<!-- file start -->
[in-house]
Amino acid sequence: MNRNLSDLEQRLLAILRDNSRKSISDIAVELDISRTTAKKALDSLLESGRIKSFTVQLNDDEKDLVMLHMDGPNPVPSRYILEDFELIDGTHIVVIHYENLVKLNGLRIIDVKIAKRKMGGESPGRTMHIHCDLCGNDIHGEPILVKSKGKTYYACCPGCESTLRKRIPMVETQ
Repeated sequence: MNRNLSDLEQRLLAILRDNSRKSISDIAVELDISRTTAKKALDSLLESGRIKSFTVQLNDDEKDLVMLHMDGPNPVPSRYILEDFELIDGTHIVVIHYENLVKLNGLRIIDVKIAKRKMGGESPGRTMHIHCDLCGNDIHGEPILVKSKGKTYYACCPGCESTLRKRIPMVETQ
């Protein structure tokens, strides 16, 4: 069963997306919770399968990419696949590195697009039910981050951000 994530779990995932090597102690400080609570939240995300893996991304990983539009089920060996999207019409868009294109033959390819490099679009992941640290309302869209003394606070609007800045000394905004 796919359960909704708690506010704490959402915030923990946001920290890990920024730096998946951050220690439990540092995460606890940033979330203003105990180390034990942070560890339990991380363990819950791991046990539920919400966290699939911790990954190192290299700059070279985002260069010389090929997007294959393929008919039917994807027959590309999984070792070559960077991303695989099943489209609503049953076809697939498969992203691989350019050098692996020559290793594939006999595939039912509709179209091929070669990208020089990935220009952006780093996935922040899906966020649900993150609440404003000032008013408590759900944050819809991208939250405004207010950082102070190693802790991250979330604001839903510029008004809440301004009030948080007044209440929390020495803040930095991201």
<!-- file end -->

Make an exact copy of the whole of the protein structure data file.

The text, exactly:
[in-house]
Amino acid sequence: MNRNLSDLEQRLLAILRDNSRKSISDIAVELDISRTTAKKALDSLLESGRIKSFTVQLNDDEKDLVMLHMDGPNPVPSRYILEDFELIDGTHIVVIHYENLVKLNGLRIIDVKIAKRKMGGESPGRTMHIHCDLCGNDIHGEPILVKSKGKTYYACCPGCESTLRKRIPMVETQ
Repeated sequence: MNRNLSDLEQRLLAILRDNSRKSISDIAVELDISRTTAKKALDSLLESGRIKSFTVQLNDDEKDLVMLHMDGPNPVPSRYILEDFELIDGTHIVVIHYENLVKLNGLRIIDVKIAKRKMGGESPGRTMHIHCDLCGNDIHGEPILVKSKGKTYYACCPGCESTLRKRIPMVETQ
């Protein structure tokens, strides 16, 4: 069963997306919770399968990419696949590195697009039910981050951000 994530779990995932090597102690400080609570939240995300893996991304990983539009089920060996999207019409868009294109033959390819490099679009992941640290309302869209003394606070609007800045000394905004 796919359960909704708690506010704490959402915030923990946001920290890990920024730096998946951050220690439990540092995460606890940033979330203003105990180390034990942070560890339990991380363990819950791991046990539920919400966290699939911790990954190192290299700059070279985002260069010389090929997007294959393929008919039917994807027959590309999984070792070559960077991303695989099943489209609503049953076809697939498969992203691989350019050098692996020559290793594939006999595939039912509709179209091929070669990208020089990935220009952006780093996935922040899906966020649900993150609440404003000032008013408590759900944050819809991208939250405004207010950082102070190693802790991250979330604001839903510029008004809440301004009030948080007044209440929390020495803040930095991201």